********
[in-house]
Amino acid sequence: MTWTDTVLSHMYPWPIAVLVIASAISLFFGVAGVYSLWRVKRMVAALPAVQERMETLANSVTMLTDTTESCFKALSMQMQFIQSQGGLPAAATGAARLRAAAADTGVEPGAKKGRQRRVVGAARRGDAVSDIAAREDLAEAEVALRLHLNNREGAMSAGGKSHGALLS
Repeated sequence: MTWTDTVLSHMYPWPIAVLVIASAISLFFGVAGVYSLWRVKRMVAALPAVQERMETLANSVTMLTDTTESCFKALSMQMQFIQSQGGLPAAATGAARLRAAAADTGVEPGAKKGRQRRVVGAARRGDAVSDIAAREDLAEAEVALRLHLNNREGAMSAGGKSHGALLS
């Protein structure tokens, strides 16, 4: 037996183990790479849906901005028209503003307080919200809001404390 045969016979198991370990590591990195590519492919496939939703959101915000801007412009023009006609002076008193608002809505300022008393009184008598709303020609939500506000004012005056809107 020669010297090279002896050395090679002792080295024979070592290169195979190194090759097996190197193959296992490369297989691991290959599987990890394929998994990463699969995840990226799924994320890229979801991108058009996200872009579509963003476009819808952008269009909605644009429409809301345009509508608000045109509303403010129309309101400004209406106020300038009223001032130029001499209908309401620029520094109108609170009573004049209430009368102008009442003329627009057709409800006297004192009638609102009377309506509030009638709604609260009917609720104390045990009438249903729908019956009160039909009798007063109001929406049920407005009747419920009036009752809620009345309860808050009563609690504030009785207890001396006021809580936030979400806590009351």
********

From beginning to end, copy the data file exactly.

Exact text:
[in-house]
Amino acid sequence: MTWTDTVLSHMYPWPIAVLVIASAISLFFGVAGVYSLWRVKRMVAALPAVQERMETLANSVTMLTDTTESCFKALSMQMQFIQSQGGLPAAATGAARLRAAAADTGVEPGAKKGRQRRVVGAARRGDAVSDIAAREDLAEAEVALRLHLNNREGAMSAGGKSHGALLS
Repeated sequence: MTWTDTVLSHMYPWPIAVLVIASAISLFFGVAGVYSLWRVKRMVAALPAVQERMETLANSVTMLTDTTESCFKALSMQMQFIQSQGGLPAAATGAARLRAAAADTGVEPGAKKGRQRRVVGAARRGDAVSDIAAREDLAEAEVALRLHLNNREGAMSAGGKSHGALLS
């Protein structure tokens, strides 16, 4: 037996183990790479849906901005028209503003307080919200809001404390 045969016979198991370990590591990195590519492919496939939703959101915000801007412009023009006609002076008193608002809505300022008393009184008598709303020609939500506000004012005056809107 020669010297090279002896050395090679002792080295024979070592290169195979190194090759097996190197193959296992490369297989691991290959599987990890394929998994990463699969995840990226799924994320890229979801991108058009996200872009579509963003476009819808952008269009909605644009429409809301345009509508608000045109509303403010129309309101400004209406106020300038009223001032130029001499209908309401620029520094109108609170009573004049209430009368102008009442003329627009057709409800006297004192009638609102009377309506509030009638709604609260009917609720104390045990009438249903729908019956009160039909009798007063109001929406049920407005009747419920009036009752809620009345309860808050009563609690504030009785207890001396006021809580936030979400806590009351």